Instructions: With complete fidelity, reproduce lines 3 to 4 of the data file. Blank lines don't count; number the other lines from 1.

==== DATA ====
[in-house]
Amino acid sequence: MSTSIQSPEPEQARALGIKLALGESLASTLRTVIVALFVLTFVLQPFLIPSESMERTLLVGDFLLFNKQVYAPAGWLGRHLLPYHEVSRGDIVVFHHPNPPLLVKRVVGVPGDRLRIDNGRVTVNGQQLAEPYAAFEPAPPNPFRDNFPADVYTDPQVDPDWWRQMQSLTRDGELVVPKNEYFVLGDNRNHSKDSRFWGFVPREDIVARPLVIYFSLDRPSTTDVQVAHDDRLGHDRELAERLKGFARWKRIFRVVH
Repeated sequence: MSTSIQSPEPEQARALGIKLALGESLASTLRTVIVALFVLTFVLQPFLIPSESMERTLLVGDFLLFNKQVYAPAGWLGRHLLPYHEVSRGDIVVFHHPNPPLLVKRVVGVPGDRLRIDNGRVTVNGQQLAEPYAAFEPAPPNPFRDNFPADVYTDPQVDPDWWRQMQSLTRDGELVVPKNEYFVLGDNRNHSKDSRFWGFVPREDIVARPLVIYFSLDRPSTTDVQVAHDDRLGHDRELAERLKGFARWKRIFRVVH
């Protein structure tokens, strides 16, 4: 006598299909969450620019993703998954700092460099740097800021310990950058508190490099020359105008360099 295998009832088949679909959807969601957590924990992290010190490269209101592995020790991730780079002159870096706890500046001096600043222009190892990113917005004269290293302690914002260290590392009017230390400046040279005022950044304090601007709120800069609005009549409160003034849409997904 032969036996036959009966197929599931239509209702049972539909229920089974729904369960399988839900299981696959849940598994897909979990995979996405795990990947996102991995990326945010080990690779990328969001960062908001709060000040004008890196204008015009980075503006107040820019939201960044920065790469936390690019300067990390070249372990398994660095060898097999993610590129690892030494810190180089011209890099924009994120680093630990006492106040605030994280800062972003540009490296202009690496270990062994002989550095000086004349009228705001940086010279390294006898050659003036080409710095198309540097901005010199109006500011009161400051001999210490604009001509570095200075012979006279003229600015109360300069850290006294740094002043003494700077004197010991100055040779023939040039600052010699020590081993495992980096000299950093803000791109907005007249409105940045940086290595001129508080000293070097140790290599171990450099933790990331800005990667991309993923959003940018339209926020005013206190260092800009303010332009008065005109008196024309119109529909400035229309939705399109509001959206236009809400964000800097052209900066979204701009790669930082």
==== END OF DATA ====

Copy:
Repeated sequence: MSTSIQSPEPEQARALGIKLALGESLASTLRTVIVALFVLTFVLQPFLIPSESMERTLLVGDFLLFNKQVYAPAGWLGRHLLPYHEVSRGDIVVFHHPNPPLLVKRVVGVPGDRLRIDNGRVTVNGQQLAEPYAAFEPAPPNPFRDNFPADVYTDPQVDPDWWRQMQSLTRDGELVVPKNEYFVLGDNRNHSKDSRFWGFVPREDIVARPLVIYFSLDRPSTTDVQVAHDDRLGHDRELAERLKGFARWKRIFRVVH
């Protein structure tokens, strides 16, 4: 006598299909969450620019993703998954700092460099740097800021310990950058508190490099020359105008360099 295998009832088949679909959807969601957590924990992290010190490269209101592995020790991730780079002159870096706890500046001096600043222009190892990113917005004269290293302690914002260290590392009017230390400046040279005022950044304090601007709120800069609005009549409160003034849409997904 032969036996036959009966197929599931239509209702049972539909229920089974729904369960399988839900299981696959849940598994897909979990995979996405795990990947996102991995990326945010080990690779990328969001960062908001709060000040004008890196204008015009980075503006107040820019939201960044920065790469936390690019300067990390070249372990398994660095060898097999993610590129690892030494810190180089011209890099924009994120680093630990006492106040605030994280800062972003540009490296202009690496270990062994002989550095000086004349009228705001940086010279390294006898050659003036080409710095198309540097901005010199109006500011009161400051001999210490604009001509570095200075012979006279003229600015109360300069850290006294740094002043003494700077004197010991100055040779023939040039600052010699020590081993495992980096000299950093803000791109907005007249409105940045940086290595001129508080000293070097140790290599171990450099933790990331800005990667991309993923959003940018339209926020005013206190260092800009303010332009008065005109008196024309119109529909400035229309939705399109509001959206236009809400964000800097052209900066979204701009790669930082």